While this regime doesn't require small businesses to be paid within a specific period, it is aimed at increasing transparency around the payment practices and performance of large businesses and a new regulator – the Payment Times Reporting Regulator (the PTR Regulator) – has been established to administer the scheme and will have wide-ranging powers to monitor and enforce compliance with the Payment Times Reporting Act 2020 and the associated Rules. In doing so, the PTR Regulator has the power to:

  • publish details of non-compliant businesses in the Payment Times Reports Register;
  • monitor compliance and investigate non-compliance;
  • require businesses to conduct audits; and
  • issue penalty infringement notices.

There will be a transition period of 12 months where compliance and enforcement actions will not be taken by the PRT Regulator. The intention of this grace period is to allow reporting entities the opportunity to establish their internal reporting function and build the capability to report efficiently and accurately, without the risk of inadvertently triggering a penalty or enforcement action. The Government has further indicated that following the initial grace period, there will be a graduated approach to enforcement starting with education and raising awareness, followed by working with companies, and then application of penalties as a last resort.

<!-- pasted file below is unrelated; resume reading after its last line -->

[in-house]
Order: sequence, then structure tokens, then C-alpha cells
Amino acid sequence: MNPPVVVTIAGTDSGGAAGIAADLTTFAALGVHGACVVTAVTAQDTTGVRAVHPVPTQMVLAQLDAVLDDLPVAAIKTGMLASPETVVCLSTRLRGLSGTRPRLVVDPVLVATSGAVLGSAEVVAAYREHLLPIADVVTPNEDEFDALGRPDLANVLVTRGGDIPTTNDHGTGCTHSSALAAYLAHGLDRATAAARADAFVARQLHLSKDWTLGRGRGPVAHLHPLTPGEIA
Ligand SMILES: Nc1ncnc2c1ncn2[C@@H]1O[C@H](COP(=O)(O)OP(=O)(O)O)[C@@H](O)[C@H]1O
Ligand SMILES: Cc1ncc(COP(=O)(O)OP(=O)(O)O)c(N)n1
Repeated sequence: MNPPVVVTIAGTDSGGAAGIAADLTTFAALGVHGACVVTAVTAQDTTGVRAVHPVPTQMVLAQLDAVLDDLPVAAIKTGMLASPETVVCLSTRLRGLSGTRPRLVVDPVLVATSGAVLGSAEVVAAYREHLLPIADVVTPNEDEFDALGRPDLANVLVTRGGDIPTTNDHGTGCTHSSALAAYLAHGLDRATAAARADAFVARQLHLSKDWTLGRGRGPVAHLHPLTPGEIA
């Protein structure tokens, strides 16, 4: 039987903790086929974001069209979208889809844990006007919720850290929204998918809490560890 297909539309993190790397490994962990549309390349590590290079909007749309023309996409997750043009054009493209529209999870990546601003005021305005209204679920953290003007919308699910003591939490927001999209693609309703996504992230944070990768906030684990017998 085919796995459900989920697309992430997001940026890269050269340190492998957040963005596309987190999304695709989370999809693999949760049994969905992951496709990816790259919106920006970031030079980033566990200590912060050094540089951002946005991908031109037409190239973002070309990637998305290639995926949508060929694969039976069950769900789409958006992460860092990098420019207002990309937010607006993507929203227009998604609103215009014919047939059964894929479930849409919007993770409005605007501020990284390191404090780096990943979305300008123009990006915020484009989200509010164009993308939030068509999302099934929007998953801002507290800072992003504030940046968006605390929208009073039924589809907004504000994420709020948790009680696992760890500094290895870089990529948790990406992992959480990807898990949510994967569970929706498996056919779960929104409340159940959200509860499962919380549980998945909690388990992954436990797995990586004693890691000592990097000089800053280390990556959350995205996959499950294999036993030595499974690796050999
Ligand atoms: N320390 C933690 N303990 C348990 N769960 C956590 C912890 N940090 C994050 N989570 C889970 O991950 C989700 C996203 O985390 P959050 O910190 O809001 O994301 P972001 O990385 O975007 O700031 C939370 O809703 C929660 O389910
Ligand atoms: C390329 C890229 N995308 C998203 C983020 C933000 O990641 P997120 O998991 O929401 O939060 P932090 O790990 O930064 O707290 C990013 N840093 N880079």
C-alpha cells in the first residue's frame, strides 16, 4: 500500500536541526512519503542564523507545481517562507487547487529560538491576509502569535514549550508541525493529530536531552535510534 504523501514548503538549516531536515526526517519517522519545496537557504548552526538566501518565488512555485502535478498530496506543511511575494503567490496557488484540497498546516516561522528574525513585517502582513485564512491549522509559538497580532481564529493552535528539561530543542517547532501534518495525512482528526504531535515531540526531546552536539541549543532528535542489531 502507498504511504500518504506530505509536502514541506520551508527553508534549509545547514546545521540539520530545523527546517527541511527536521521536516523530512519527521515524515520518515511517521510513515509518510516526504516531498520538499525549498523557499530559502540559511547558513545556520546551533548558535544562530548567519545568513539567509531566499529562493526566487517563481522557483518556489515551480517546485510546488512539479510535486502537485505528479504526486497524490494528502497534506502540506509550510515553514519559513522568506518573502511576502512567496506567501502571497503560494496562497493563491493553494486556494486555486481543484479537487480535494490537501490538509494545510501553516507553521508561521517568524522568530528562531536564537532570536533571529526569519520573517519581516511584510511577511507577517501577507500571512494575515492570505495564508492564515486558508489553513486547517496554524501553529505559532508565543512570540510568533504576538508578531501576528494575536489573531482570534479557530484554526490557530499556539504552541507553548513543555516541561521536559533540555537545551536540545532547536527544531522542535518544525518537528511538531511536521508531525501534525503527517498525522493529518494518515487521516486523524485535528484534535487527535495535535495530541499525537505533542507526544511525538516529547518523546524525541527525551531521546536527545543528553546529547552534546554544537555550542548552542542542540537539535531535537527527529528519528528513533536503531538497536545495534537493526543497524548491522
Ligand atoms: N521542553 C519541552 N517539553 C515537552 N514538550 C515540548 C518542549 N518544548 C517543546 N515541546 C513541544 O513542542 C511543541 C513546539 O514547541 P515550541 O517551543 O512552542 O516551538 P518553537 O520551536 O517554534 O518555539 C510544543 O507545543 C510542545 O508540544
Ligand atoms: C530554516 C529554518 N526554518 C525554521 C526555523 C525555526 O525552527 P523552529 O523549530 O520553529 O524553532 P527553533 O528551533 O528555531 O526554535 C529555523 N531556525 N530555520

SCF is on the ACCC's radar

Following on from the ASBFEO's recommendations, the ACCC issued a statement on 24 November 2020 in which it confirmed that the ACCC has been looking into issues raised by extended payment terms and reverse factoring, including by engaging with participants under a particular SCF program under which the Buyer had reportedly unilaterally extended its payment terms from 30 to 65 days. As a result of that engagement, an SCF provider recently announced that it had taken action to cut its services to Buyers with supplier payment terms of 30 days or more in relation to SME suppliers.

The ACCC also indicated that they will continue to monitor the use of SCF and the extension of payment terms in small business contracts to identify conduct that raises concerns under the Australian Consumer Law, especially the provisions relating to unfair contract terms and unconscionable conduct.

…and don't forget about unfair contract terms!

The definition of what constitutes a "small business contract", which must comply with the UCT laws in the Australian Consumer Law and the ASIC Act, is about to significantly expand and allow more small businesses to avail themselves of the protections in the UCT laws. And this isn't the only change – in particular, potentially large multi-million dollar civil penalties will be introduced and the Court will be given greater and more flexible powers to impose remedies (not just declare the UCT void and unenforceable).

While it is not yet known when these changes to the UCT laws will be introduced, draft legislation for consultation is expected in early 2021 and so it is now more important than ever to consider whether you are providing standard form contracts to small businesses and, if so, whether those contracts may fall foul of the UCT provisions.